Big pharma stocks are appealing to investors on account of their relative stability and their nearly limitless growth potential over the very long term. But the biopharmaceutical industry isn't exactly like any other, and it's often difficult to get a sense of how a company (or its stock) will fare over time.
Thankfully, there are at least three must-know tricks that can cut down on your uncertainty by quite a bit when you're evaluating which pharma stocks to buy.
1. Check out the strategic plan
One of the easiest and most useful tricks to use when investing in big pharma stocks is to look at companies' strategic plans. In those strategic plans, which are typically available via their investor websites, you'll find all manner of useful information that'll shed potential light on the future of your investment.
For instance, a look at its plan shows Vertex Pharmaceuticals (NASDAQ: VRTX) is attempting to diversify its business away from solely focusing on making therapies for cystic fibrosis (CF), an indication for which it has already commercialized four medicines. As part of its efforts, Vertex could commercialize three new medicines for a total of four new indications in the near term. One of those candidates is for CF, another is for acute pain, and the last treats both sickle cell disease (SCD) and beta-thalassemia.
Vertex's plan implies a few useful pieces of information. First, the company will be treading outside of its well-worn areas of competency with its research and development (R&D) operations and exploring new disease areas. That means the risk of falling short with its clinical trials will be slightly higher. More importantly, it plans to continue to develop its CF portfolio to ensure that it can continue to capture a large portion of the market, even as it focuses the bulk of its resources elsewhere. Investors should thus appreciate that the company's top line is unlikely to get eroded by expiring exclusivity protections for its CF therapies, which could be a key component of a bull thesis for buying shares.
2. Examine the pipeline for the therapies of tomorrow, not today or yesterday
The drug development pipeline is the foundation upon which nearly all success is built in the biopharma sector. But for a candidate to move through the clinical trial process from phase 1 to being approved for sale by regulators, it can take between seven and 18 years, not to mention upwards of $2 billion in investments. Furthermore, only 14% of candidates are actually proven to be safe and effective such that they can be commercialized, so most programs end in failure. With those odds and such a variable (and long) period of time from clinic to market, a lot can happen.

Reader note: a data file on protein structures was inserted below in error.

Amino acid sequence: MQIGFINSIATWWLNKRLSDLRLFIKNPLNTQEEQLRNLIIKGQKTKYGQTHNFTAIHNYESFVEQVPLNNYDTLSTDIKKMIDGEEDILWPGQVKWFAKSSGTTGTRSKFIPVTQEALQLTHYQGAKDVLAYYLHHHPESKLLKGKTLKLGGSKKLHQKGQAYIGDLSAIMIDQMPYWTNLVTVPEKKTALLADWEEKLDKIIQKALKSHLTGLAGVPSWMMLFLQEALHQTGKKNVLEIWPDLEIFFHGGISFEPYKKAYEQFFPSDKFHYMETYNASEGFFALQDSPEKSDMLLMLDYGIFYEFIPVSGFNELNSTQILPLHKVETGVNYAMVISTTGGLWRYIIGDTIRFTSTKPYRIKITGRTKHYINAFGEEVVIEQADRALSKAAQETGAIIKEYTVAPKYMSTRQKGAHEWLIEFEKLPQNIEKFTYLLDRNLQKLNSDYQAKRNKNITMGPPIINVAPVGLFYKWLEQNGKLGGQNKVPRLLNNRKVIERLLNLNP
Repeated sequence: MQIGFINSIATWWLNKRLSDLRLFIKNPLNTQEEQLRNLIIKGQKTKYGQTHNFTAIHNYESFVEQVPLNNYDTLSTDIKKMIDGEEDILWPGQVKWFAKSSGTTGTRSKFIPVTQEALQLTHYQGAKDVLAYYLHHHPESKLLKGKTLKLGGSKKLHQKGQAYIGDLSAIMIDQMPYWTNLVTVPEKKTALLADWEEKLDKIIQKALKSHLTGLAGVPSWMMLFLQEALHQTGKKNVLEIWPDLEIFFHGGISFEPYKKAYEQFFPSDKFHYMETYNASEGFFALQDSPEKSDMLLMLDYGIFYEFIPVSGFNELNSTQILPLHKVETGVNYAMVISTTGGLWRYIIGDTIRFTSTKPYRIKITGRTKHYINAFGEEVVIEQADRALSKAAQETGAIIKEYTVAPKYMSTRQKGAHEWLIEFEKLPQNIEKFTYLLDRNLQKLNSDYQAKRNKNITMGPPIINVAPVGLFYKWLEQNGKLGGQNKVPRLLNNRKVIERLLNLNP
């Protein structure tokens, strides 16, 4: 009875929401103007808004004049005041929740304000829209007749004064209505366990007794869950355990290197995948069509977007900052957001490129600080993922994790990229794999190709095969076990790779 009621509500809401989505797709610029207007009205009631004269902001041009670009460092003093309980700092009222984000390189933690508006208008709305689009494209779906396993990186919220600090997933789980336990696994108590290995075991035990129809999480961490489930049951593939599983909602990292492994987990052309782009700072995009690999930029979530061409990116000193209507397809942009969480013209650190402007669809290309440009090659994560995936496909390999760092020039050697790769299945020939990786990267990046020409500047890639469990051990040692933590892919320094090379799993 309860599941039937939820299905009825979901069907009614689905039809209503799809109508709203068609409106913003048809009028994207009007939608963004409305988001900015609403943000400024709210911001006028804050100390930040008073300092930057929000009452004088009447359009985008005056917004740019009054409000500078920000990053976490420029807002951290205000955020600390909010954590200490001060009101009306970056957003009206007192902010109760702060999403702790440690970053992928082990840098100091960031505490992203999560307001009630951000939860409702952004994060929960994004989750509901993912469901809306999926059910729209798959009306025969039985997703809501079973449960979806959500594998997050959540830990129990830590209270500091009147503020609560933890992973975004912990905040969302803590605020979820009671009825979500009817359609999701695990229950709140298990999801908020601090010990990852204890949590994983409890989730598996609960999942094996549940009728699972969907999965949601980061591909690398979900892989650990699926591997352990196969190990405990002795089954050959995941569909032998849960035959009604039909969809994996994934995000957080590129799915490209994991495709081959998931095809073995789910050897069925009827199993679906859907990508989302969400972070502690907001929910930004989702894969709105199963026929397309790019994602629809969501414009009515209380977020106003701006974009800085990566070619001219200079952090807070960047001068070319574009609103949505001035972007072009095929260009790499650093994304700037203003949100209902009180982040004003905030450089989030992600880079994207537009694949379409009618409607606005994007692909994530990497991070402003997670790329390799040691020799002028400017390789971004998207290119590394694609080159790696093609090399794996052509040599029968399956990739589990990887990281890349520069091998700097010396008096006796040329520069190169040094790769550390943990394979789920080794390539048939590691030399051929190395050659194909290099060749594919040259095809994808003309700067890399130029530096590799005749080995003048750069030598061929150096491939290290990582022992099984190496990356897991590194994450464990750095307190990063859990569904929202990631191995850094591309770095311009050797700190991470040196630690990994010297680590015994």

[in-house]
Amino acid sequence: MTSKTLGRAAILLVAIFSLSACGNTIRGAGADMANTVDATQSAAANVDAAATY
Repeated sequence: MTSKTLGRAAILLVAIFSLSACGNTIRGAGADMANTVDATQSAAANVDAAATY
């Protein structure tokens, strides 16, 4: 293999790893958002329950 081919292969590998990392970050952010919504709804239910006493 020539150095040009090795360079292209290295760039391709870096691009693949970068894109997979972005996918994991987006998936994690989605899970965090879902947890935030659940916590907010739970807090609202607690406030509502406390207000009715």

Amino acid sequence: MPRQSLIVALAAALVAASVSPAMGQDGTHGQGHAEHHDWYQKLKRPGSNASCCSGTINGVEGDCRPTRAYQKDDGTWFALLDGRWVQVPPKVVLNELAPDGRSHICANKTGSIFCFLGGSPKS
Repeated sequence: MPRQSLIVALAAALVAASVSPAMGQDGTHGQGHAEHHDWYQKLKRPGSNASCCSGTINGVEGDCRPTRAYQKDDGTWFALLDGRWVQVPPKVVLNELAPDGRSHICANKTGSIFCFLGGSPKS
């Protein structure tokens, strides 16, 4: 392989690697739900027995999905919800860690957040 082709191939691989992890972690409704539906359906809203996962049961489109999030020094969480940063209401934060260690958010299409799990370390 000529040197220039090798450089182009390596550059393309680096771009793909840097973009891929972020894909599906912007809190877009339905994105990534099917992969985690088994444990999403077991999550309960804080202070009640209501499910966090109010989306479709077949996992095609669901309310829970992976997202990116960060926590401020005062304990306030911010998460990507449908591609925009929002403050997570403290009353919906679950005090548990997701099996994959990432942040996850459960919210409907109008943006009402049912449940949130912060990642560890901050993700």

Nonetheless, investors will have more success when they invest in pharma businesses that are stuffing their pipelines with innovative programs rather than just going for previously explored routes. Though there's no single definition of what's innovative, innovative programs can be thought of as those that use a new mechanism of action or modality of therapy to try to treat previously unreachable patients or diseases. In other words, programs that target markets where there are already competing products can be much less lucrative than those that target new and unexploited markets. And that's especially a concern when the product being developed uses an already-established approach to treating or preventing the indication in question.
3. Make an investing plan based on major catalysts or transitional periods
Once you understand a company's strategic plan and you've developed an investing thesis that you feel good about, you can make an investing plan to take advantage of the ebbs and flows of revenue implied by major catalyst events and transitional periods. Making such a plan is a core trick because it can set you up for success with a stock for years if it's executed properly. Let's examine Pfizer (NYSE: PFE) as an example.
Pfizer expects to lose around $17 billion in revenue due to expiring exclusivity protections between 2025 and 2030. At the same time, it plans to add on around $20 billion by 2030 from the medicines that it'll launch through the first half of next year. It's also planning to onboard another $25 billion via business development deals before the end of the decade. But at the moment, its revenue is crashing, as demand for its coronavirus vaccine and antiviral pill are plummeting from their highs over the last couple of years.
With this knowledge in hand, assuming you're interested in investing in Pfizer in the first place, you can map out a few periods where it might make sense to consider being more aggressive about adding to your position. Right now, when its top line is shrinking, but its long-term growth plans have yet to yield fruit, might be one of those times. The point is that you're buying shares while the valuation is somewhat lower than the company's long-term norm. But it'd also be reasonable to think about buying more shares as its revenue gets eroded by generic drugs stealing its market share, which it knows will soon happen.
In contrast, buying shares when the price is likely to be more expensive, like after a major acquisition announcement, is something that your plan should remind you is a questionable idea. And with the help of the company's strategic plan, you'll even have a good idea of when those periods to avoid might be.
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